Head-injury service starts work in Sth Canty

19:34, Nov 04 2012
insight timaru
NEW BRANCH: Speech language therapist Katie Hodge, from left, occupational therapist Tania Walsh, physio Sue Newman and psychologist David Tie hosted a launch party on Friday at Community House, Insight's new Timaru premise.

A growing demand for head injury rehabilitation services in South Canterbury has seen the arrival of Insight to Timaru.

Insight, an organisation made up of occupational and speech therapists, psychologists, physiotherapists, a dietitian, registered nurse and social worker, has opened a new office at Timaru's Community House.

Insight was established in Christchurch in 2003 to assist people with mild to serious brain injuries.

Speech language therapist Katie Hodge said demand on the service had grown over the years, particularly in South Canterbury where staff are seeing a growing trend in farm-related injuries.

Assaults and accidents relating to cars, motorbikes, sports and horse riding were also a common trend in some areas.

Insight has 30 South Canterbury clients on its books, including people from Timaru, Fairlie, Twizel and Waimate.


A team of specialists also services Christchurch and North Canterbury.

Mrs Hodge said Insight's focus is to help people with traumatic brain injuries.

It is also dedicated to servicing remote and rural areas because there was a concern that people were discharged from hospital and not given further care, she said.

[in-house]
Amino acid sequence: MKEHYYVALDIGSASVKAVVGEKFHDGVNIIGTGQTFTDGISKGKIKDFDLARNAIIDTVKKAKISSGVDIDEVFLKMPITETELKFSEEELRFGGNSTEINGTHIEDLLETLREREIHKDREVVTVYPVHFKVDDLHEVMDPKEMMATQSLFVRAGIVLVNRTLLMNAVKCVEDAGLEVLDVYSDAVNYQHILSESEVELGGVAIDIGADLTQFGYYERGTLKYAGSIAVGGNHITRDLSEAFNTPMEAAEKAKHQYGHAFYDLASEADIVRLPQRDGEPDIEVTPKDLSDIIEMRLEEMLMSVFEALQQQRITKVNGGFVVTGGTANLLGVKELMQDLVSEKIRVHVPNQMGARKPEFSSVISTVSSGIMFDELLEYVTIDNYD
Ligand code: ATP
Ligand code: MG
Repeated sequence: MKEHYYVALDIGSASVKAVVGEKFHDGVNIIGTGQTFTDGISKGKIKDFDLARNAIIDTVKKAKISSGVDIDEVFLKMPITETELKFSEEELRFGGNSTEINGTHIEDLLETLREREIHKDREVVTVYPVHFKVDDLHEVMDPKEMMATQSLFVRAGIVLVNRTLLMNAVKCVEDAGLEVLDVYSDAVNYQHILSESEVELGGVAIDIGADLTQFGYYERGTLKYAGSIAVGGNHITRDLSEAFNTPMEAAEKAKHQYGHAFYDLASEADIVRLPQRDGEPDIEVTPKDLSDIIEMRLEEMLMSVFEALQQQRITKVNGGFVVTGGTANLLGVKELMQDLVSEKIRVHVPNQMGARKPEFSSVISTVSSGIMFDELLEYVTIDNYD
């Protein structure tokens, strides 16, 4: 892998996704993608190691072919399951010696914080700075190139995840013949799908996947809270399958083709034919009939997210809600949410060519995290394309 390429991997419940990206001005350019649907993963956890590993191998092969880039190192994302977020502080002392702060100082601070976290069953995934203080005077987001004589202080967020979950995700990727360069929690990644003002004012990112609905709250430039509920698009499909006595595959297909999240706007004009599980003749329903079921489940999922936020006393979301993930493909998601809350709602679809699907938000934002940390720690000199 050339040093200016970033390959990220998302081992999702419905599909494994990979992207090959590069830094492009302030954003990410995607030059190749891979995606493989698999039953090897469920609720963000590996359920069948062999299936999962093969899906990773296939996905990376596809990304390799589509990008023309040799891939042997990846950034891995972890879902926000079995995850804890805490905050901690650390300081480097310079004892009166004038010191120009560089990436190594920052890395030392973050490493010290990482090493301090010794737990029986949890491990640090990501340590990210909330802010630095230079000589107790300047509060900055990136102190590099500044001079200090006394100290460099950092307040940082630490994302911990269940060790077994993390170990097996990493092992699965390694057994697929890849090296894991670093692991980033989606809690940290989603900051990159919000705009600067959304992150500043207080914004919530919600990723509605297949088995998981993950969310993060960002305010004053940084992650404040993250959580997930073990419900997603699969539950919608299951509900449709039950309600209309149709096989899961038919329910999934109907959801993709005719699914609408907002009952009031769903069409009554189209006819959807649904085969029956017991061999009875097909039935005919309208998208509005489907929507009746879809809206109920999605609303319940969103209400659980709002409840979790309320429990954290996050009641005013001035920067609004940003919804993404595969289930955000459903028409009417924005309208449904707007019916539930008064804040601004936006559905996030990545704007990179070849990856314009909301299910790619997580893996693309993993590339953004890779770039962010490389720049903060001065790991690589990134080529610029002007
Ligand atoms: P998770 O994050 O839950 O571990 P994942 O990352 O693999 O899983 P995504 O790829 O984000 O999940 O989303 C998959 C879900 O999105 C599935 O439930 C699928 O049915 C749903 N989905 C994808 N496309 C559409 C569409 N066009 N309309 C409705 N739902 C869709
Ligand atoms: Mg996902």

Therapists aim to help each client regain the skills they had before they were injured, while also giving them the skills they need for their recovery.

Clients are referred to the service through their GPs, district health board and ACC, being the main one.

She said people were becoming more aware of brain injuries and their long-term effects.

"There's often [been] that attitude ‘she'll be right', or ‘they will get better'."

However, she said if people "aren't sharp", cannot concentrate and have lost their high level of skills, "things can go wrong".

She said people who needed to multitask on a daily basis were particularly vulnerable.

"If you can't perform well, [you can] become depressed, social relationships break down and [can be] rude to people," Mrs Hodge said.

The Timaru Herald